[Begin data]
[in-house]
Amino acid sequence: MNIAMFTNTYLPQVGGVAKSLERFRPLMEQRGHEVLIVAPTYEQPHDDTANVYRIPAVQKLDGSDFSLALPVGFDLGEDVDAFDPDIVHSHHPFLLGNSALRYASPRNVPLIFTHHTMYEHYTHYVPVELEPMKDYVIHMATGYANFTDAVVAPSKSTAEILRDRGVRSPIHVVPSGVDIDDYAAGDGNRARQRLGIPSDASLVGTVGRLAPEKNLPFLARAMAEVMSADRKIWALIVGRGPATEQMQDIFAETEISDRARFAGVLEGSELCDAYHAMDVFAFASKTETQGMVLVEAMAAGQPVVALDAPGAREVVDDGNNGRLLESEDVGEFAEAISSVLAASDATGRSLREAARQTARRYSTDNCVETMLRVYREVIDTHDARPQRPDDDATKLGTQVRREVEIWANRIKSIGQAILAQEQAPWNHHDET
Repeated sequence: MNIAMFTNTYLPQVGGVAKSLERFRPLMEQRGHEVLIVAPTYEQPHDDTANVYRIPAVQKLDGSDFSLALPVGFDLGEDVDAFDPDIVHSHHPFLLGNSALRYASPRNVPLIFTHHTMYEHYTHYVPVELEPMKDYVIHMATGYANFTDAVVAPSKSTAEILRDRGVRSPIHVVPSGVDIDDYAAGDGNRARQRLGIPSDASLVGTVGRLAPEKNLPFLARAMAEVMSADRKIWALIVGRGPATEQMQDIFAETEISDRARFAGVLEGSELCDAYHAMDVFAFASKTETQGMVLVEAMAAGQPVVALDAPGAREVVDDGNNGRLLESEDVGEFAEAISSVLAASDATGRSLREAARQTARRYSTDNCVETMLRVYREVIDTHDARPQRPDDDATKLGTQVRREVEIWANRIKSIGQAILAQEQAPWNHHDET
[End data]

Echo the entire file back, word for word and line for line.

[in-house]
Amino acid sequence: MNIAMFTNTYLPQVGGVAKSLERFRPLMEQRGHEVLIVAPTYEQPHDDTANVYRIPAVQKLDGSDFSLALPVGFDLGEDVDAFDPDIVHSHHPFLLGNSALRYASPRNVPLIFTHHTMYEHYTHYVPVELEPMKDYVIHMATGYANFTDAVVAPSKSTAEILRDRGVRSPIHVVPSGVDIDDYAAGDGNRARQRLGIPSDASLVGTVGRLAPEKNLPFLARAMAEVMSADRKIWALIVGRGPATEQMQDIFAETEISDRARFAGVLEGSELCDAYHAMDVFAFASKTETQGMVLVEAMAAGQPVVALDAPGAREVVDDGNNGRLLESEDVGEFAEAISSVLAASDATGRSLREAARQTARRYSTDNCVETMLRVYREVIDTHDARPQRPDDDATKLGTQVRREVEIWANRIKSIGQAILAQEQAPWNHHDET
Repeated sequence: MNIAMFTNTYLPQVGGVAKSLERFRPLMEQRGHEVLIVAPTYEQPHDDTANVYRIPAVQKLDGSDFSLALPVGFDLGEDVDAFDPDIVHSHHPFLLGNSALRYASPRNVPLIFTHHTMYEHYTHYVPVELEPMKDYVIHMATGYANFTDAVVAPSKSTAEILRDRGVRSPIHVVPSGVDIDDYAAGDGNRARQRLGIPSDASLVGTVGRLAPEKNLPFLARAMAEVMSADRKIWALIVGRGPATEQMQDIFAETEISDRARFAGVLEGSELCDAYHAMDVFAFASKTETQGMVLVEAMAAGQPVVALDAPGAREVVDDGNNGRLLESEDVGEFAEAISSVLAASDATGRSLREAARQTARRYSTDNCVETMLRVYREVIDTHDARPQRPDDDATKLGTQVRREVEIWANRIKSIGQAILAQEQAPWNHHDET